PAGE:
Pentagon Corruption Could Be Exposed In 9th Circuit Case, ASBL Reports

Press Release

Pentagon Corruption Could Be Exposed In 9th Circuit Case, ASBL Reports

Ninth Circuit Court To Hear ASBL Case Against Pentagon

By Lloyd Chapman
American Small Business League
December 7, 2016


Petaluma, Calif. – The San Francisco 9thCircuit of Appeals will hear the American Small Business League's (ASBL)Freedom Of Information Act Request case against the Pentagon on December 14,2016. The trial is being held following the Pentagon's appeal to overturn theruling that they disclose Sikorsky Aviation Corporations most recentsubcontracting plan submitted to the Pentagon's Comprehensive SubcontractingPlan Test Program (CSPTP).


The ASBL originally won their Freedom ofInformation Act case against the Pentagon in November of 2014.Federal District Court Judge WilliamAlsup in San Francisco ordered the Pentagon torelease the Sikorsky data to the ASBL after reviewing theinformation and determining nothingin the report constituted as trade secret, proprietaryor confidential financial information.


In his ruling, Judge Alsup described the ASBLas being an underdog in a David and Goliath battle against the "big company" and against the "biggovernment." He also accused the Pentagon of "covering it up" inreference to the information the ASBL requested. In a subsequent hearing, JudgeAlsup accused the Pentagon and Sikorsky of trying to "suppress the evidence."


During the District Court case, Judge Alsupinstructed the Pentagon and Sikorsky on two separate occasions to "highlight the parts that are supposedlyconfidential" or that they believed wereproprietary and explain why they believed the information should be exempt. ThePentagon declined to comply with Judge Alsup's request.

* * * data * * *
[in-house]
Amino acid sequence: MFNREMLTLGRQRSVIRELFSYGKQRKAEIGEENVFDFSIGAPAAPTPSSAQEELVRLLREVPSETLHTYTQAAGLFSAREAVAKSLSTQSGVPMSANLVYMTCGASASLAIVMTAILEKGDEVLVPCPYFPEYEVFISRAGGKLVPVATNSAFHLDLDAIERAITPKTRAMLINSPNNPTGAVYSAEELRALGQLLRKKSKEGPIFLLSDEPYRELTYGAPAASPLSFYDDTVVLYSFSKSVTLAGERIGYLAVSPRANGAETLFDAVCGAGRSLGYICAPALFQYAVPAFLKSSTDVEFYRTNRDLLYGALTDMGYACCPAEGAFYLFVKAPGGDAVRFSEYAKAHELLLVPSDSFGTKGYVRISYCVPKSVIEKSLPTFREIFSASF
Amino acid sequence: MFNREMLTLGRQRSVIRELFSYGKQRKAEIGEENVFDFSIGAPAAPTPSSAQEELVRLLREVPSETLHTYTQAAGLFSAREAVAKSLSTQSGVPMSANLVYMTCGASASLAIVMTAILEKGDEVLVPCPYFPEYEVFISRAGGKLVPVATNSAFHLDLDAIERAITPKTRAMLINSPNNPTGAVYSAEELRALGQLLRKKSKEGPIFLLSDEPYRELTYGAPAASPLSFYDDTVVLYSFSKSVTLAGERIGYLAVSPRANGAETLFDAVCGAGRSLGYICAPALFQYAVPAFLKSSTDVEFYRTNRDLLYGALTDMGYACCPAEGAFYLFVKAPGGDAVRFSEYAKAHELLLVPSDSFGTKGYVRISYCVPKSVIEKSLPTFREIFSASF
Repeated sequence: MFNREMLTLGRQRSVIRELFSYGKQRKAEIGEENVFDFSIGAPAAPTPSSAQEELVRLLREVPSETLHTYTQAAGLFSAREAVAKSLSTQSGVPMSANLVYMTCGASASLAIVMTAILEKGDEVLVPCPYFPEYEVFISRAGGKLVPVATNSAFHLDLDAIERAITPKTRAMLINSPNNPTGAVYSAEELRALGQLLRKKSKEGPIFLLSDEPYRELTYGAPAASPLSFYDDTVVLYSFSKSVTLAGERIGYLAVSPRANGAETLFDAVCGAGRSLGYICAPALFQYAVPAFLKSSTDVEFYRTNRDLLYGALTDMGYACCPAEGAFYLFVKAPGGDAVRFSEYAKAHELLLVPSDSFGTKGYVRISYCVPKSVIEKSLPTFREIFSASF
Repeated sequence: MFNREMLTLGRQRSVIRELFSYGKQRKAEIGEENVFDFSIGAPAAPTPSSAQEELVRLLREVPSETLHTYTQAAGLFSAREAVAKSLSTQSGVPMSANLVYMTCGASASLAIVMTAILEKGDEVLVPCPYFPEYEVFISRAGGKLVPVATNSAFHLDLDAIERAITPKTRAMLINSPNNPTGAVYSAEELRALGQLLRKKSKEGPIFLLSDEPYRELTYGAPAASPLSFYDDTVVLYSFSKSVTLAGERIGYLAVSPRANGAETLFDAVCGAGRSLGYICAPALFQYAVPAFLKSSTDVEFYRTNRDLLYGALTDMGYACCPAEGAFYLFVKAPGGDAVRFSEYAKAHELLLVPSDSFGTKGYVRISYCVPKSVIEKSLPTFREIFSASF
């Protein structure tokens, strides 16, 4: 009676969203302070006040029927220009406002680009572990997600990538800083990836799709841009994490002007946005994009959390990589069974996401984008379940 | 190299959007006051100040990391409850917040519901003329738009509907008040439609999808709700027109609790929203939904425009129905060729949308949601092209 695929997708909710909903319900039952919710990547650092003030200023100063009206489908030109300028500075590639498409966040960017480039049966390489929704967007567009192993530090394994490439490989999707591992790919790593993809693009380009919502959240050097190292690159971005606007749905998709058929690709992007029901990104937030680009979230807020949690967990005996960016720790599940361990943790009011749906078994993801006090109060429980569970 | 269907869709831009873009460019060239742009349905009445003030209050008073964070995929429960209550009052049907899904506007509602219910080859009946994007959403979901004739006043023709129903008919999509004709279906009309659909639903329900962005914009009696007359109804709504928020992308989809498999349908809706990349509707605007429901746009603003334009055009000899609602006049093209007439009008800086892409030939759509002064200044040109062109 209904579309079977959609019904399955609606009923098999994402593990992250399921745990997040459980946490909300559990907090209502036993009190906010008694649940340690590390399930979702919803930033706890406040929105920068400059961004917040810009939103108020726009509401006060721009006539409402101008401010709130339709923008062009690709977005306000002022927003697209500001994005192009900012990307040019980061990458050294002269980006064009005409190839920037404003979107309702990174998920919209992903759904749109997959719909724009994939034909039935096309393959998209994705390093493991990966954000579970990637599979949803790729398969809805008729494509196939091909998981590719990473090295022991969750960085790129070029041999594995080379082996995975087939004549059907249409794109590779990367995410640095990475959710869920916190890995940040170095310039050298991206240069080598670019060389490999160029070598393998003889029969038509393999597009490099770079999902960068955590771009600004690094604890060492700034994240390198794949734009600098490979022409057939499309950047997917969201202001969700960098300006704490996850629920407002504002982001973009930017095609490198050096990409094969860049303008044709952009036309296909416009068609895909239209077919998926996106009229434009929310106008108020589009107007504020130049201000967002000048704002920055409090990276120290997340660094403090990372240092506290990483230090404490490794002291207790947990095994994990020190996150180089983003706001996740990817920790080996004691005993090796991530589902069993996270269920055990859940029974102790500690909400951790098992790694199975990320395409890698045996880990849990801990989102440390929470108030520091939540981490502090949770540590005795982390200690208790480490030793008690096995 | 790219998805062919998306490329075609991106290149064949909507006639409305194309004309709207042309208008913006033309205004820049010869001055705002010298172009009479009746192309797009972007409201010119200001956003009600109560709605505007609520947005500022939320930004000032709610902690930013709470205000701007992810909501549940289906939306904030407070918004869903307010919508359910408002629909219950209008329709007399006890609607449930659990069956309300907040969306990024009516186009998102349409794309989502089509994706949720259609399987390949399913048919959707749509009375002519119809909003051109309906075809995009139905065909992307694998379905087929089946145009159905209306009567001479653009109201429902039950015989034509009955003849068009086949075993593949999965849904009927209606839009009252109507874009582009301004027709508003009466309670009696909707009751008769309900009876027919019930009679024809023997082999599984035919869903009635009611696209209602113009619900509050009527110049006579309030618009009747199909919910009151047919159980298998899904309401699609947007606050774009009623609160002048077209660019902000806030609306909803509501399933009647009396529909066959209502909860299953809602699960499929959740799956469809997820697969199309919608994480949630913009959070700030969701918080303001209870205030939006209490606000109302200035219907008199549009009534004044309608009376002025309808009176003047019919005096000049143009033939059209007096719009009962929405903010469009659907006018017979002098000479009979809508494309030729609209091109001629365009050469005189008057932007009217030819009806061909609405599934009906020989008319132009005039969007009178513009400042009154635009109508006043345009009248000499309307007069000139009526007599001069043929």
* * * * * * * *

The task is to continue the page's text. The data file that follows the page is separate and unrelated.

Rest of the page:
The ASBL believes the CSPTP has allowed thePentagon's largest prime contractors to circumvent small businesssubcontracting goals by eliminating all transparency and penalties fornon-compliance. Professor CharlesTiefer, a leading expert on federal contractinglaw, agrees and has written a legal opinion callingthe CSPTP a "sham" and "seriouslyharmful" to small businesses.


The Pentagon and Sikorsky have now filedtwo separate appellant briefs. They are objecting to the release of the phonenumbers and email addresses of Sikorsky's employees along with the names ofSikorsky's small business subcontractors.  


"I believe the reason that the Pentagonand Sikorsky are fighting so hard to withhold this information is because itwill reveal that they are not only fabricating compliance with federal smallbusiness contracting goals, but awarding contracts to their own subsidiaries.Once we've won this case, we will seek restitution," stated ASBLPresident Lloyd Chapman.


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